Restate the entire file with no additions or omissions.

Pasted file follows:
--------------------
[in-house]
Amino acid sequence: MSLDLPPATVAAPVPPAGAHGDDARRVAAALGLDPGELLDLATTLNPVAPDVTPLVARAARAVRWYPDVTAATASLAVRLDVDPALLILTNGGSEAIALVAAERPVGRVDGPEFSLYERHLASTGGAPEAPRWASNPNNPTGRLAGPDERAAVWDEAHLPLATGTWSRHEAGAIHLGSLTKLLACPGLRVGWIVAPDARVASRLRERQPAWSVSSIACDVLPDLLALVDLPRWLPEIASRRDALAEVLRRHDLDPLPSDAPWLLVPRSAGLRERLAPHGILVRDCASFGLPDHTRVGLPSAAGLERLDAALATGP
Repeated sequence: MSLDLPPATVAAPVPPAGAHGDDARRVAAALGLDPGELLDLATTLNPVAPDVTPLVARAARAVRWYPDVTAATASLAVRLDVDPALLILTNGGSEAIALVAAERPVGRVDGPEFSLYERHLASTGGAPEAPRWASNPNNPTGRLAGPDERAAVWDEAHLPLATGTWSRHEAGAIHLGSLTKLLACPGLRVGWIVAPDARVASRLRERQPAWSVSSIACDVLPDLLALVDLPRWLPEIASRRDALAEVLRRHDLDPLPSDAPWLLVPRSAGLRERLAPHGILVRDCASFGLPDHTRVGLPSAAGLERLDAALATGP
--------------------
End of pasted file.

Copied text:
[in-house]
Amino acid sequence: MSLDLPPATVAAPVPPAGAHGDDARRVAAALGLDPGELLDLATTLNPVAPDVTPLVARAARAVRWYPDVTAATASLAVRLDVDPALLILTNGGSEAIALVAAERPVGRVDGPEFSLYERHLASTGGAPEAPRWASNPNNPTGRLAGPDERAAVWDEAHLPLATGTWSRHEAGAIHLGSLTKLLACPGLRVGWIVAPDARVASRLRERQPAWSVSSIACDVLPDLLALVDLPRWLPEIASRRDALAEVLRRHDLDPLPSDAPWLLVPRSAGLRERLAPHGILVRDCASFGLPDHTRVGLPSAAGLERLDAALATGP
Repeated sequence: MSLDLPPATVAAPVPPAGAHGDDARRVAAALGLDPGELLDLATTLNPVAPDVTPLVARAARAVRWYPDVTAATASLAVRLDVDPALLILTNGGSEAIALVAAERPVGRVDGPEFSLYERHLASTGGAPEAPRWASNPNNPTGRLAGPDERAAVWDEAHLPLATGTWSRHEAGAIHLGSLTKLLACPGLRVGWIVAPDARVASRLRERQPAWSVSSIACDVLPDLLALVDLPRWLPEIASRRDALAEVLRRHDLDPLPSDAPWLLVPRSAGLRERLAPHGILVRDCASFGLPDHTRVGLPSAAGLERLDAALATGP